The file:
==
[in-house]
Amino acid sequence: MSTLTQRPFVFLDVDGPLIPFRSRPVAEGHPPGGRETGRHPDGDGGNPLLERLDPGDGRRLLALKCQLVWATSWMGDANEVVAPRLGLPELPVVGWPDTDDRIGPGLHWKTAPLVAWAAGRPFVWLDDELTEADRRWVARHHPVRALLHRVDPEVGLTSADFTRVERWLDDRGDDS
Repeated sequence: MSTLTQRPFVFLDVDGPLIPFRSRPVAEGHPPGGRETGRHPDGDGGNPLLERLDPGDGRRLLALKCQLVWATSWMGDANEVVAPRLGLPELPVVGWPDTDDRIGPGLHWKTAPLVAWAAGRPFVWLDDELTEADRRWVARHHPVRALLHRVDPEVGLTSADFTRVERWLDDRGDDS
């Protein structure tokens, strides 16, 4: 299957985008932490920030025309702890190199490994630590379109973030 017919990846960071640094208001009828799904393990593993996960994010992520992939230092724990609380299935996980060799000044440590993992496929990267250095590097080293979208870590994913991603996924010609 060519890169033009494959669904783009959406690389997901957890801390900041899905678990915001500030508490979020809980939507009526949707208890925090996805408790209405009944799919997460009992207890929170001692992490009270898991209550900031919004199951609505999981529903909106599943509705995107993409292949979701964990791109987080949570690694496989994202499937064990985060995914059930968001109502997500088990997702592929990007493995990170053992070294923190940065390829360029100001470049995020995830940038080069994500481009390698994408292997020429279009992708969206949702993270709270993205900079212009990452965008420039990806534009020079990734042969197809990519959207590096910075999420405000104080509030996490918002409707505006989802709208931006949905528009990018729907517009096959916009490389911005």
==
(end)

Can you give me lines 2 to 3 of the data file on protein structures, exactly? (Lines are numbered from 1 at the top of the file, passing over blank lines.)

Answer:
Amino acid sequence: MSTLTQRPFVFLDVDGPLIPFRSRPVAEGHPPGGRETGRHPDGDGGNPLLERLDPGDGRRLLALKCQLVWATSWMGDANEVVAPRLGLPELPVVGWPDTDDRIGPGLHWKTAPLVAWAAGRPFVWLDDELTEADRRWVARHHPVRALLHRVDPEVGLTSADFTRVERWLDDRGDDS
Repeated sequence: MSTLTQRPFVFLDVDGPLIPFRSRPVAEGHPPGGRETGRHPDGDGGNPLLERLDPGDGRRLLALKCQLVWATSWMGDANEVVAPRLGLPELPVVGWPDTDDRIGPGLHWKTAPLVAWAAGRPFVWLDDELTEADRRWVARHHPVRALLHRVDPEVGLTSADFTRVERWLDDRGDDS